We’re with Nigella Lawson and on this one.
Kylie Walker

13 Apr 2018 - 1:20 PM  UPDATED 31 Jan 2019 - 12:32 PM

“Oh it’s nothing like the picture.”. “Not my best effort.”  “I should have used x / made it with y / cooked it for longer.”

Stop. Please. If you’ve cooked something, that deserves praise. If you’ve made something to share with friends or family, they are loving your kindness, not judging whether your lemon chicken bake is a faithful-in-every-detail recreation of Yotam Ottolenghi's or your chocolate cake looks as good as Nigella Lawson’s.

Indeed, Nigella Lawson certainly isn’t judging you. In an article published last year on the website Lenny, the celebrated TV star, domestic goddess and maker of excellent chocolate cakes urges home cooks to “stop apologizing, desist from outlining the ways in which our talents, abilities, and output fall short”.

We couldn’t agree more. Whether you cook for basic sustenance, to show love for others, to flex your creativity or for the sheer joy that cooking brings, we hope it never makes you feel apologetic.

Sure, we all have dishes that aren’t quite what we intended. And everyone has a total kitchen disaster every so often. And owning up those disasters helps other folk feel better when they forget something is on the stove and turn it to charcoal, or drop a hot jar of strawberry jam on the floor, sending bright pink splotches everywhere, including a two-metre swathe of the ceiling (yes, this has happened. Little random pink spots were found for days…).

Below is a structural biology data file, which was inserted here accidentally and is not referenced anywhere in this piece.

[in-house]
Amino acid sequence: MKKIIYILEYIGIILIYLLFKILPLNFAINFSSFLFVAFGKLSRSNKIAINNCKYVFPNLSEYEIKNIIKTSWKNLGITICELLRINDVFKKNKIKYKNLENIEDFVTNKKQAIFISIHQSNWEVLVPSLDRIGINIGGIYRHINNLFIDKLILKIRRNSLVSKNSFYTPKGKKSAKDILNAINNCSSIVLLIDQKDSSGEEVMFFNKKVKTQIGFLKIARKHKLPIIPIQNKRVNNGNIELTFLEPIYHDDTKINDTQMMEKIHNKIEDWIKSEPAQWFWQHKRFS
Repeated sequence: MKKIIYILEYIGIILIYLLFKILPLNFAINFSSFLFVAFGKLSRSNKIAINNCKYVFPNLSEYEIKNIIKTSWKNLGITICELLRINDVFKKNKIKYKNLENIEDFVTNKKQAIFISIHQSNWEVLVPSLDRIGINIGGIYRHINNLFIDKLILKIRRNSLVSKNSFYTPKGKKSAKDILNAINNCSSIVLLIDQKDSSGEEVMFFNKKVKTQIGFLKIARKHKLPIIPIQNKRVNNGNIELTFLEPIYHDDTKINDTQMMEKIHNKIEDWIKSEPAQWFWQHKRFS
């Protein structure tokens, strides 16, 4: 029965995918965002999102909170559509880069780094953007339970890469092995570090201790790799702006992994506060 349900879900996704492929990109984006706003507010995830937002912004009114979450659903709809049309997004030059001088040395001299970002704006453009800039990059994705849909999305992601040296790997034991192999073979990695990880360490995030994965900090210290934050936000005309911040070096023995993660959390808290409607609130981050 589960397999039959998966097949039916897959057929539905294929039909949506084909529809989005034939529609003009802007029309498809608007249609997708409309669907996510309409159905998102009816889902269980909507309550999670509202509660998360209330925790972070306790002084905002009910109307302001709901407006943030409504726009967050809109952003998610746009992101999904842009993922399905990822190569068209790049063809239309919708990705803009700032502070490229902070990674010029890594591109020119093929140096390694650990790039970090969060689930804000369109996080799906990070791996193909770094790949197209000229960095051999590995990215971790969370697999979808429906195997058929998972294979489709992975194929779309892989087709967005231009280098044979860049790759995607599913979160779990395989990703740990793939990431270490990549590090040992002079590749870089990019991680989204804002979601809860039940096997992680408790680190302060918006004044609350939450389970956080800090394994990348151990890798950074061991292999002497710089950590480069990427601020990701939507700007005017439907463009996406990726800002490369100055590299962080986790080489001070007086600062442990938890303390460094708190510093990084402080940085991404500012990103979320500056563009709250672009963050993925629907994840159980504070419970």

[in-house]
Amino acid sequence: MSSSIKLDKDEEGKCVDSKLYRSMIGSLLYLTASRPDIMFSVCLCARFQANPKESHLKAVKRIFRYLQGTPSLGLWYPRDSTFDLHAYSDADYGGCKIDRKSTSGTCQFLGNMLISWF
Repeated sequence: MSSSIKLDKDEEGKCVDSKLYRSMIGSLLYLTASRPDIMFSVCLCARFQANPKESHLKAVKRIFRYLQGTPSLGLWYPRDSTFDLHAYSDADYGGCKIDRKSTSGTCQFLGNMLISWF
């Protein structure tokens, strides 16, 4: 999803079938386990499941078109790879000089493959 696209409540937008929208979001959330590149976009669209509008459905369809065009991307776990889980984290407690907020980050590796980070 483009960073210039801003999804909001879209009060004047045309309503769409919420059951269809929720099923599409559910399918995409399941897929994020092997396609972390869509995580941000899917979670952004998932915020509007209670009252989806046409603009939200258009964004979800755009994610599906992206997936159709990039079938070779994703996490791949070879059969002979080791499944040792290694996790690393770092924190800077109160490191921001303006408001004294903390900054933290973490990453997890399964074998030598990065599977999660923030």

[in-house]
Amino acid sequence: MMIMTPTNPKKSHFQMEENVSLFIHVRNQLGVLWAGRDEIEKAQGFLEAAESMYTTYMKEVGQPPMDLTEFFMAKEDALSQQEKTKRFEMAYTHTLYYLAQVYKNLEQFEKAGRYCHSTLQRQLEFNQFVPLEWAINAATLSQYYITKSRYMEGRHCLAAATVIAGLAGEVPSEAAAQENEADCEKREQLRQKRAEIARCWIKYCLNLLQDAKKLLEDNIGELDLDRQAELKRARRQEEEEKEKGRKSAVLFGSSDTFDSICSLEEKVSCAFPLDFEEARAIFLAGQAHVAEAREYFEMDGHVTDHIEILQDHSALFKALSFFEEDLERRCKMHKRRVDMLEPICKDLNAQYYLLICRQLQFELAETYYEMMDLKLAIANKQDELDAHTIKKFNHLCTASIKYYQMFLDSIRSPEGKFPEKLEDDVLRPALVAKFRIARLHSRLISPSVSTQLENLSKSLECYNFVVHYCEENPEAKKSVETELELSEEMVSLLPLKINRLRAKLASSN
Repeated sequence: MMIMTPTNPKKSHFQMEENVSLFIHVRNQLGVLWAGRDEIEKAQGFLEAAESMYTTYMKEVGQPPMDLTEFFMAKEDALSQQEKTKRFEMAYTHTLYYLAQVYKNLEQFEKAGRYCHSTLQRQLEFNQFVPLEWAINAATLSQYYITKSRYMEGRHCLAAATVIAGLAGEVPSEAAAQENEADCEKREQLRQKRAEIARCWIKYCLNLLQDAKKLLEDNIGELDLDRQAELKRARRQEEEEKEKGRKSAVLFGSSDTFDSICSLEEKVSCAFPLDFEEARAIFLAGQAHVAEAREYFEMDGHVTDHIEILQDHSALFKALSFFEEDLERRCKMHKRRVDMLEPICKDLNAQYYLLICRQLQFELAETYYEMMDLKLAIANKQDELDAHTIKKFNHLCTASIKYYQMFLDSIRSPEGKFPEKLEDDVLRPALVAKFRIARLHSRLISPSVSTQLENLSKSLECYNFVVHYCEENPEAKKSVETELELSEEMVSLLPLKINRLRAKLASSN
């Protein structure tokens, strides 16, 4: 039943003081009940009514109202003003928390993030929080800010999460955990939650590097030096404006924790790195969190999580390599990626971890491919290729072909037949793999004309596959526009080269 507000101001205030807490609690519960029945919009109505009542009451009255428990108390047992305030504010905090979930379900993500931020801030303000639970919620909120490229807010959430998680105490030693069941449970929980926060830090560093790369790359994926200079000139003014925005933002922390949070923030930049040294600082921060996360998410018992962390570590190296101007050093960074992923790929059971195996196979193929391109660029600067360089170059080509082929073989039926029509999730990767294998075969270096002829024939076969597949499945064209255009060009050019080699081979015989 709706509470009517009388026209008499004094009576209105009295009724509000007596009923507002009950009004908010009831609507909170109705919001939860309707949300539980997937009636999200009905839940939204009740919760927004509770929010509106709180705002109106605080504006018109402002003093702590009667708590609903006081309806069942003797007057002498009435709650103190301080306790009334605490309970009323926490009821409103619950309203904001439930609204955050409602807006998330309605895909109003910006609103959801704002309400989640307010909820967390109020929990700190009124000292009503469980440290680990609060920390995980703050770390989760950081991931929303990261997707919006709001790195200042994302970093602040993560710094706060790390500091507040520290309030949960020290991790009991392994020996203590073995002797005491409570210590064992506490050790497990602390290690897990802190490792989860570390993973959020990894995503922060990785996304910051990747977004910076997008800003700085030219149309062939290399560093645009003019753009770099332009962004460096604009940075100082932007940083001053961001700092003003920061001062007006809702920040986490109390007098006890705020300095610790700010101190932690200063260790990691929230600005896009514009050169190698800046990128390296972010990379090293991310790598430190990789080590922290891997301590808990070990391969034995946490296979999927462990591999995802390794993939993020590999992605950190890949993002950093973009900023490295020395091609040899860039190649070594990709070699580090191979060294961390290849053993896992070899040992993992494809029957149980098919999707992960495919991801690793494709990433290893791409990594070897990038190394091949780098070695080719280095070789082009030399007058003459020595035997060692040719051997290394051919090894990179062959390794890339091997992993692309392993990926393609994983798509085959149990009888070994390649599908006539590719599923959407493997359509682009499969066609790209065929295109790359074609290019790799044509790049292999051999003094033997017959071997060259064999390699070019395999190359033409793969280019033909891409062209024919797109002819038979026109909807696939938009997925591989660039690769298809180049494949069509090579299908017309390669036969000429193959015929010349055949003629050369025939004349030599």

If you’re hanging with peeps who share your passion for homemade sourdough / kimchi / vegan bacon / insert your particular culinary passion then having a debrief about what went right and wrong and what you might do differently next time is all kinds of fun.

And saying “it’s not as good as my mum’s” or “I can’t quite make it like my nonna” – well, that’s not an apology. It’s perfectly understandable! After all, when we recall great food that our mothers, fathers or grandparents or made for us, those taste memories come with a side serve of love. And a few decades more of cooking experience went into those dishes too!

But we’d love it if everyone was kind to themselves about their cooking. Next time your cake sticks when you turn it out of the pan or your pavlova cracks or goes oozy, remember that a ) what the people you are feeding  appreciate most is the fact that SOMEONE IS COOKING FOR THEM; and b ) a lot of “disasters” can be saved.

A dropped jar of jam – nope, that’s gone. But a bit of creativity can turn “oops” into “that was great”. You know how a cat has a spectacular trip when chasing something and then gives you that “What? I totally meant to do that” look? It works for food too. That not-quite-right pavlova? You can hide a lot under whipped cream and fresh fruit, but if it’s really sad, you can break it up and layer with custard or cream and some fruit to serve as a parfait or Eton mess. Something fell apart, or got burnt on the edges? Scoop it into ramekins to create individual serves, or if it's a cake or slice, use a cookie or scone cutter to cut out shapes and serve those.

Eton mess - like this dulce de leche version - is basically good things layered in a glass, a great way to save something that didn't turned out as you planned. 


And then present it with pride. Whether you talk about the disaster or not is up to you.

If making yourself smile can help you deal with stress, and “fake it ‘til you make it” can be an effective way to become better at things you do, including work (author Justin Bariso does a nice job here of explaining why it’s not about being a fraud, but becoming a better you), then why not apply it to food as well?

Comparing home cooks with chefs, Lawson writes “the spontaneity of the home cook is by contrast gloriously anarchic. Don’t apologise for that: revel in it.”

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